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If someone contacts you out of the blue by phone, email or text message:
Stop – taking a moment to stop and think before parting with your money or information could keep you safe.
Challenge – could it be fake? It's OK to reject, refuse or ignore any requests. Only criminals will try to rush or panic you.
Protect – we're here to protect you. If you believe that you are a victim of a fraud attempt please call us on 2148 3809.
Be aware of common scams
This kind of fraud is a social-engineering scam. It's the telephone equivalent of phishing, where a fraudster will phone you and try to trick you into giving your private information. Be wary of anyone who calls you asking you to disclose information. If we call you, we will ask you some simple security questions about your personal and financial details to make sure we're talking to the right person. However, we'll never ask you for information that could be used to access your account such as your PIN, CVV number from your card or HSBC Secure Key. If in doubt, always end the call and ring us back. Anyone legitimately calling from HSBC will not be upset if you say you prefer to phone us directly.
This is the text message equivalent of phishing or vishing. Like them, it's an attempt to trick you into handing over your personal information.
How to spot fake emails and websites
To report phishing websites or suspicious emails, contact us via email@example.com. We'll send you an automatic response to let you know we've received your email but are unable to provide personalised responses to this mailbox.
Keep your software up-to-date
It's harder for viruses to infect updated software. The criminals who create viruses take advantage of software bugs to infect computers. Software companies fix bugs with free, downloadable updates. So it's a good idea to install updates for your software as soon as they become available.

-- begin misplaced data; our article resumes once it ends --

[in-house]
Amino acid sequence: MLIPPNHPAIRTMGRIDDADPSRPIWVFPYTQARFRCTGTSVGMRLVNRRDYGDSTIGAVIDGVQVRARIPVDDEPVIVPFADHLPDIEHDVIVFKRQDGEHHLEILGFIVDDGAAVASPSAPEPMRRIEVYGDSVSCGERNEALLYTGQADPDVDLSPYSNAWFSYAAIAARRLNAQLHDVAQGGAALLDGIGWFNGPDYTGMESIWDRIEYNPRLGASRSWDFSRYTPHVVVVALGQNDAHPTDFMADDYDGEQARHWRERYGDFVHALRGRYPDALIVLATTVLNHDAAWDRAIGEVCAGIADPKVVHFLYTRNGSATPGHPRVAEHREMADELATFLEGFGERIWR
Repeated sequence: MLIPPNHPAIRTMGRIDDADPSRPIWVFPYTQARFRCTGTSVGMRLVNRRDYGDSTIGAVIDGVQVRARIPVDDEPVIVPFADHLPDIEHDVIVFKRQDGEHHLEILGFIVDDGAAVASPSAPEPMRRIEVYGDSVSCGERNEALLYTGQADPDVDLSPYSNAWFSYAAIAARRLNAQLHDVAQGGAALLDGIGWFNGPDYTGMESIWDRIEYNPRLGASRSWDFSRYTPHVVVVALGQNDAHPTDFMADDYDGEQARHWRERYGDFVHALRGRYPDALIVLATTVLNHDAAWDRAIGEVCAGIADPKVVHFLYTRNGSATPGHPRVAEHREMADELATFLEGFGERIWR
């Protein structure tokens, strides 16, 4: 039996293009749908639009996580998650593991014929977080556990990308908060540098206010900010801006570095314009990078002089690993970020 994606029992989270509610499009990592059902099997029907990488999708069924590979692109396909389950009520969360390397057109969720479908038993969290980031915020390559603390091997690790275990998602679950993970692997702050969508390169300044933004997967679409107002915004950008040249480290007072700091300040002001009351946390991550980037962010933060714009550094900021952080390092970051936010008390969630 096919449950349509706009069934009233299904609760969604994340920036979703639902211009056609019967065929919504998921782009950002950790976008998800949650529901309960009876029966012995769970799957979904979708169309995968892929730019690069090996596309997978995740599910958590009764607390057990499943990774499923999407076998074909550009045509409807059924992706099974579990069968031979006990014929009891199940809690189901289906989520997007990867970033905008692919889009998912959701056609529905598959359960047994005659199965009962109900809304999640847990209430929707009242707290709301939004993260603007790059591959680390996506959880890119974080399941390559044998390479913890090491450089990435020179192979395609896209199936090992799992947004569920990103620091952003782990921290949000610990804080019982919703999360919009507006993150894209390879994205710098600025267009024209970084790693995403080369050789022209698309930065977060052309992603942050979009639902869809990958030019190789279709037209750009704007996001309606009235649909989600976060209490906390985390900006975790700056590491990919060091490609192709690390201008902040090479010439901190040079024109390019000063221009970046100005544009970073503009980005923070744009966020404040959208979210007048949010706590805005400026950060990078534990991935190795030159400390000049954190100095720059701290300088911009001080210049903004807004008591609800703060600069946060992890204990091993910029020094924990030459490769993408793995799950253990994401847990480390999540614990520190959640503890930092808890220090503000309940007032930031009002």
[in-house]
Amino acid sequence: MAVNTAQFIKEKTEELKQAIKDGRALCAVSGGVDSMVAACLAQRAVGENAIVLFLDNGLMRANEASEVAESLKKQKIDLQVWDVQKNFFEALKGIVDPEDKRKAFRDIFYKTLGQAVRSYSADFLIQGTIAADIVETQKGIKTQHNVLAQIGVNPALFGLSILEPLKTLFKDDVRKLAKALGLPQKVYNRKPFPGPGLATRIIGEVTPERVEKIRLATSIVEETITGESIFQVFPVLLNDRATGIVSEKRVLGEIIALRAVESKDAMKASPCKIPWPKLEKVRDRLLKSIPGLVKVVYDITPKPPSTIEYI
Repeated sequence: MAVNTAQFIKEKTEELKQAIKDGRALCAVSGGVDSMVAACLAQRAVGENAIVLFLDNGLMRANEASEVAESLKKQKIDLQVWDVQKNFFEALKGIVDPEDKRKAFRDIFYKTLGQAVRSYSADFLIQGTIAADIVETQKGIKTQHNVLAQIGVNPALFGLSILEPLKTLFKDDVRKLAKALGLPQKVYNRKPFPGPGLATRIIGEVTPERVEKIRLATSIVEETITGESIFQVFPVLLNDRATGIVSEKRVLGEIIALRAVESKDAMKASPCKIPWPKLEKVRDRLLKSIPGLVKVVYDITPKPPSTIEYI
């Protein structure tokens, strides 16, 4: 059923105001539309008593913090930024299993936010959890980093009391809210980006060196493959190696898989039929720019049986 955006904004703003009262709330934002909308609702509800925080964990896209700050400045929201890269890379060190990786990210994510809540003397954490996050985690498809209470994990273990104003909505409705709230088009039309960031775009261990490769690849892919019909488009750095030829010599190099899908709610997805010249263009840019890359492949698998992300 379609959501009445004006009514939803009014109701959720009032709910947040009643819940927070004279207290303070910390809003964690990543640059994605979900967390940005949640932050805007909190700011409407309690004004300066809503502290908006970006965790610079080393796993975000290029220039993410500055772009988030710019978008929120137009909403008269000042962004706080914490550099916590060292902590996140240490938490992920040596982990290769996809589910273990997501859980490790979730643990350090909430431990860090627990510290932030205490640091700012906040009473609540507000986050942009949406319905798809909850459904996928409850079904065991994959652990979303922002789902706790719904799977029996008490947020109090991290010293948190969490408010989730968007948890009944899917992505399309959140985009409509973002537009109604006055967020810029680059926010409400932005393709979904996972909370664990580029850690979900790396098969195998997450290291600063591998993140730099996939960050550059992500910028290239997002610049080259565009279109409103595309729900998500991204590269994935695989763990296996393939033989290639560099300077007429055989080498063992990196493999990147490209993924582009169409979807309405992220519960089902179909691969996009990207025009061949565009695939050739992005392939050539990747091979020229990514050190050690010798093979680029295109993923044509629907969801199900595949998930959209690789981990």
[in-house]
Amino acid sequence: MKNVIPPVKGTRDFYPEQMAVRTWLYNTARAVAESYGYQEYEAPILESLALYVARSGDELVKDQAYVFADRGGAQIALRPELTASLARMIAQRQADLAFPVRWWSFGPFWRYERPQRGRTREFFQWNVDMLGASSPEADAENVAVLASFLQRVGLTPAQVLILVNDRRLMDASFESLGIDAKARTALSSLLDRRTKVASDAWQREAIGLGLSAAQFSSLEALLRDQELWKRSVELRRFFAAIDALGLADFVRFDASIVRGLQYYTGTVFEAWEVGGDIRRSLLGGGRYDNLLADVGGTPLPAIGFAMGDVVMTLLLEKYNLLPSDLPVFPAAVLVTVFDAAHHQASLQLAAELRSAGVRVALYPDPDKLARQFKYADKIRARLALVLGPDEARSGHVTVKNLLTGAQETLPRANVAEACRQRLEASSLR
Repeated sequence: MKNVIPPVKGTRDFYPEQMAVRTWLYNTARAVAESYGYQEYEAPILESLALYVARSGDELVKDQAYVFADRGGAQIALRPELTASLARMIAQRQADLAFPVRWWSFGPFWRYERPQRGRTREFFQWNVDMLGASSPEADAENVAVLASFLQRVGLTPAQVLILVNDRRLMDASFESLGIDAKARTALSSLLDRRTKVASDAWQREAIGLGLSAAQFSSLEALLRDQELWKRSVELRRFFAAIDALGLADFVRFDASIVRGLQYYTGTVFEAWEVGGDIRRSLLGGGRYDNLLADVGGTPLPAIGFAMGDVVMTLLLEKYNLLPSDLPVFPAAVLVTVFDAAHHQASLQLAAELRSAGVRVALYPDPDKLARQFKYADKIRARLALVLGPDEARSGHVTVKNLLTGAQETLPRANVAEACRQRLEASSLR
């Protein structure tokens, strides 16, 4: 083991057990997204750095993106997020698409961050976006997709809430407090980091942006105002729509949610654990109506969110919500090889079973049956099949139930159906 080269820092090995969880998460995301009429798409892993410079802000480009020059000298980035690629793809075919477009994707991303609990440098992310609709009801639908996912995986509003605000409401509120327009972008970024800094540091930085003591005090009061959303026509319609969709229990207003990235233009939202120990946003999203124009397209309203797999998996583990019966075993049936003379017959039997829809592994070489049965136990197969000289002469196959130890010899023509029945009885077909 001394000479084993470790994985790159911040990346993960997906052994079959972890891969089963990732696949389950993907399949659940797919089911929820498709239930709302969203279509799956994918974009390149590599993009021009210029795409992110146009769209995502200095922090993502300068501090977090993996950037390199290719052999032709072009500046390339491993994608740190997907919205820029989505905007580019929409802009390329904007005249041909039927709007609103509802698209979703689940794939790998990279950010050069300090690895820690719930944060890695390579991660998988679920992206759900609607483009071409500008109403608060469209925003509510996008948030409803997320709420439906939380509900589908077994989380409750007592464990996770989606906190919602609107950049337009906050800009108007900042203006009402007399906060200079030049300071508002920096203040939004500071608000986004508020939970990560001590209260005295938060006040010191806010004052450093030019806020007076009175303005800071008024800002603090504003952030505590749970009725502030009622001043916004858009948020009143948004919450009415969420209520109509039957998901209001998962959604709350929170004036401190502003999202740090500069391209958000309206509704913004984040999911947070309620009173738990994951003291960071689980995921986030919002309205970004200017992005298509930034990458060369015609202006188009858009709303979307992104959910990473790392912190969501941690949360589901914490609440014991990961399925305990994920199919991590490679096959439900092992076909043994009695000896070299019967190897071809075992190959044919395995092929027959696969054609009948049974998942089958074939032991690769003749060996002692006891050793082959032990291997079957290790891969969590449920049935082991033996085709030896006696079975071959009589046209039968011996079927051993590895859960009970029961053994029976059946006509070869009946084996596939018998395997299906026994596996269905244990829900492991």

Just be wary of fake emails about bogus updates. Only use the update software that comes with your computer – don't click on links in emails.
You'll also want to make sure you're always using the most up-to-date web browser. Modern browser software adds a layer of protection against fake websites. So when you're looking at websites, your browser can warn you if you're visiting a fake or suspicious website.
Check your privacy settings
If you use social-networking websites, double-check your privacy settings to make sure you only share personal information with people you trust.
On these sites, you tend to share personal things about yourself. Anything from your mother's maiden name to the name of the first school you went to, your address, birthday and telephone number can be found on social media. And all this information is useful to people who want to steal your identity or break into your accounts.
Tips to stay safe
- don't download any free software on your computer unless you're certain it's safe
- use anti-virus software, and make sure it's up to date
- change your passwords regularly
- don't respond to unsolicited emails requesting information, and don't follow any links in them either
- make sure you're on a secure website before submitting banking or other sensitive information. Secure websites begin with 'https://' instead of 'http://'. They'll also contain a padlock icon on the address bar